Fractal Audio Systems Axe-FX Preamp/Effect Processor
Fractal Audio Systems, fractalaudio.com
$1,799.95; Ultra version (with vocoder, multiband compression, rhythmic delays and more), $2,299.95
Originally printed in Guitar World, January 2009
Classic pro audio effect processors like the Eventide H3000 and T.C. Electronic TC 2290 sound great with guitars. But because they were designed primarily for studio and live sound applications, they’re not always easy for guitarists to use onstage, and some of their effects aren’t ideal for guitars. Meanwhile, most effect processors that are designed exclusively for guitar may provide plenty of great distortion tones, useful effects and the performance capabilities that guitarists need, but they often lack the sophisticated processing capabilities and otherworldly sound quality that studio processors offer.
The Fractal Audio Systems Axe-FX preamp/effect processor combines the state-of-the-art processing capabilities of studio effect processors with features that guitarists need, such as a full selection of guitar-oriented effects, versatile external-controller capabilities and incredibly expressive and detailed simulations of amps, distortions and cabinets. By combining preamp and multi-effect capabilities in one unit, Axe-FX is truly an all-in-one “tone zone” for guitarists who demand pro-quality sound throughout the entire signal chain.
With its large LCD, rotary data wheel and various buttons and knobs, the Axe-FX looks similar to a typical two-unit rack-mountable guitar processor, but beneath its faceplate resides a powerful 500MHz dual-core processor that can run 10 to 12 exceptionally sophisticated effects at once. The Axe-FX has a wide variety of popular effects, including compression, graphic and parametric EQ, distortion/fuzz, chorus, flanging, rotary, wah, delay and reverb, and each effect provides a comprehensive selection of parameters that you can edit in fine detail. You can arrange individual effects in any order and in series or parallel, allowing you to program unusual sound effects or emulate just about any effect setup you can imagine.
Unlike most digital amp-modeling products, which provide reasonable emulations of various amps but also limit you to the features and controls of their hardware equivalents, the Axe-FX’s amp-simulation section allows you to combine the tonal and distortion characteristics of nearly 50 amps with any feature set you’d like. For example, you can build a tweed-style amp with master volume and a full set of EQ controls, presence, brightness, damping and more—you can even adjust the center frequency of the EQ controls to your preference. The cabinet simulator section is similarly deep, providing a comprehensive selection of speaker options—from 1x6 and 1x8 to a variety of 4x12 cabinets.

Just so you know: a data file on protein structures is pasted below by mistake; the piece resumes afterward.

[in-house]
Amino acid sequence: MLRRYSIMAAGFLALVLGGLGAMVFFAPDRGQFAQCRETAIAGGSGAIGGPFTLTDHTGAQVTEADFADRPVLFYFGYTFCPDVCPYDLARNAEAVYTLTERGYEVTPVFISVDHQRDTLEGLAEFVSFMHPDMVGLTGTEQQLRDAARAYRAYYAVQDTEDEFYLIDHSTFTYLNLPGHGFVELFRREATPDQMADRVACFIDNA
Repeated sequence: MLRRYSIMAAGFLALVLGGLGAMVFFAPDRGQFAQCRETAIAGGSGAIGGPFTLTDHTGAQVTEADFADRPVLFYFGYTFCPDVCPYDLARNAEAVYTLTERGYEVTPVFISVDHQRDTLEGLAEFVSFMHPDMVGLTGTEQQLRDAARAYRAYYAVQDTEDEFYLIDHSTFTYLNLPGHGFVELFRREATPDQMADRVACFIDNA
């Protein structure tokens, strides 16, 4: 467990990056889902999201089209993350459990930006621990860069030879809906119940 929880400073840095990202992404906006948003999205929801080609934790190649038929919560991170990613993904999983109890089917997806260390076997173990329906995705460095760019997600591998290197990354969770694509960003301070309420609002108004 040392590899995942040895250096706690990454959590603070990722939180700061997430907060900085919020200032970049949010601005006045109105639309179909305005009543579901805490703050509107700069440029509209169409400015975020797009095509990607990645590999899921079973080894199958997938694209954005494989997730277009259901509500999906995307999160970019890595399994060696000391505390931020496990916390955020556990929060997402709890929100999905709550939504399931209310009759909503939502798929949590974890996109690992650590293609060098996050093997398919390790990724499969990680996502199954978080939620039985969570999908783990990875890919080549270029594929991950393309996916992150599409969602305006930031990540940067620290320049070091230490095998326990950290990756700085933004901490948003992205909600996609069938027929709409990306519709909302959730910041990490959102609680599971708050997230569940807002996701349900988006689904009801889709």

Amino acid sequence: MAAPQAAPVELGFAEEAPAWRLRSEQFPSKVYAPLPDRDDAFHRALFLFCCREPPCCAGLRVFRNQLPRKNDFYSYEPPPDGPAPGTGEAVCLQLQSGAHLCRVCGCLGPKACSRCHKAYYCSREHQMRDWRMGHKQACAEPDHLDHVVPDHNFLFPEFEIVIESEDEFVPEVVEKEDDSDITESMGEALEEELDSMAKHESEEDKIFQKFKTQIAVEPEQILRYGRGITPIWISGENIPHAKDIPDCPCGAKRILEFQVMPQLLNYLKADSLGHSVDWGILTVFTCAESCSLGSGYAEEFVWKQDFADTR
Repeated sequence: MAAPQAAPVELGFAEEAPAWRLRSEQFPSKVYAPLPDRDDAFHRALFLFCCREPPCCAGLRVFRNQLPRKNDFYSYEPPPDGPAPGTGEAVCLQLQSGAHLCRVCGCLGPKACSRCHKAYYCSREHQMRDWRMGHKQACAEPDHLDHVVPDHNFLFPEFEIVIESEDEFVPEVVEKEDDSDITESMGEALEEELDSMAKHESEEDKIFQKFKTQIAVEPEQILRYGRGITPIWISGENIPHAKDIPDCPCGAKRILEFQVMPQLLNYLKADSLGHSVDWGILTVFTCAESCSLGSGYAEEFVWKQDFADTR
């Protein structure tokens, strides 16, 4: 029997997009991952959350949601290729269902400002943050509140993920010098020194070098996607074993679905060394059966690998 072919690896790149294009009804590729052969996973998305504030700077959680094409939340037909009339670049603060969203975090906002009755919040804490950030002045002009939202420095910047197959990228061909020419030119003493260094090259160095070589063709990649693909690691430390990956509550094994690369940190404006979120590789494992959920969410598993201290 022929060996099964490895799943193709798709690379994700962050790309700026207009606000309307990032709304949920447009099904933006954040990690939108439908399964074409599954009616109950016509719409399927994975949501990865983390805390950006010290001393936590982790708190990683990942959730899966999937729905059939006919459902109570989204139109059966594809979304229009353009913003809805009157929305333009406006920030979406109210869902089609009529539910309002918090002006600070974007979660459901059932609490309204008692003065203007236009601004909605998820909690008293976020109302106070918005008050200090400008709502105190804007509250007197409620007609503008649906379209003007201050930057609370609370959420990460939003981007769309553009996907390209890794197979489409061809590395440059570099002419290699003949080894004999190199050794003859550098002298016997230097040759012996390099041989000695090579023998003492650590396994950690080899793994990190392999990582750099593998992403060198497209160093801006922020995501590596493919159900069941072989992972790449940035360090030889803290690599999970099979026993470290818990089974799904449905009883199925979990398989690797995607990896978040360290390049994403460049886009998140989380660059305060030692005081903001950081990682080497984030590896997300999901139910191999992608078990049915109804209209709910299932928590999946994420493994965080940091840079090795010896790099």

The rear panel of the Axe-FX unit offers just about every input and output jack a guitarist would ever need, including 1/4-inch stereo unbalanced inputs, 1/4-inch unbalanced and XLR balanced stereo outputs, a stereo effect loop, RCA and XLR digital I/O, MIDI In/Out/Thru and two pedal/footswitch jacks for connecting external controllers without hassling with MIDI. A single 1/4-inch unbalanced input jack is also conveniently located on the front panel, allowing you to plug in with having to do the rack reach-around.
The Axe-FX may look a lot like those dreaded multi-effect processors from the Eighties, but its logically arranged interface and large LCD make it easy to program and edit new sounds and setups. You still may need to scroll through several pages to get to the effect and parameter that you want to edit, but most major tweaks (like the ones you may need to do during a gig) can be accessed from an effect’s Basic page, which is the first page that comes up when an effect is selected in Edit mode.
The sound quality of each effect is absolutely stunning, rich and three dimensional, even when several effects are combined together, delivering that elusive refined, pro quality similar to the beloved H3000 and TC 2290. The reverb algorithms sound like those of high-end stand-alone studio units, delivering smooth tails and exceptional depth. Even the compressor and equalizer effects sound comparable to professional studio units. Unlike most guitar effect processors, the flanger has 16 adjustable parameters instead of the usual three or four, resulting in a sound that is remarkably deep. The wah even lets you set minimum and maximum frequency values so you make the sweep as narrow or wide as you want.
But for guitarists, the main reason to invest in an Axe-FX unit is its amp and cabinet simulation sections. For less than the cost of a boutique amplifier, Axe-FX provides a complete selection of just about every amp and speaker combination a player could ever need, for tones that range from jazzy solid-state clean to classic overdriven tweed to modern high gain. The Axe-FX’s sophisticated processing power allows the amp and cabinet-simulation programs to deliver the feel and response of playing through the “real thing.” The tones that I heard coming through my JBL 6328P monitors actually sounded better and more lively than tones I’ve captured using various combinations of high-end mics and classic amps in the studio.
THE BOTTOM LINE
The Axe-FX effectively destroys any notions that guitars and digital processing don’t mix. This powerful processor delivers stunning, expressive tones and effects that most players would have difficulty achieving with even the finest analog gear. Considering the vast universe of sounds residing in this unit, it’s an exceptional bargain for anyone who wants to simplify their studio and live performance rigs without making any sacrifices whatsoever. In fact, it may be the last guitar processor many players will ever need to buy.
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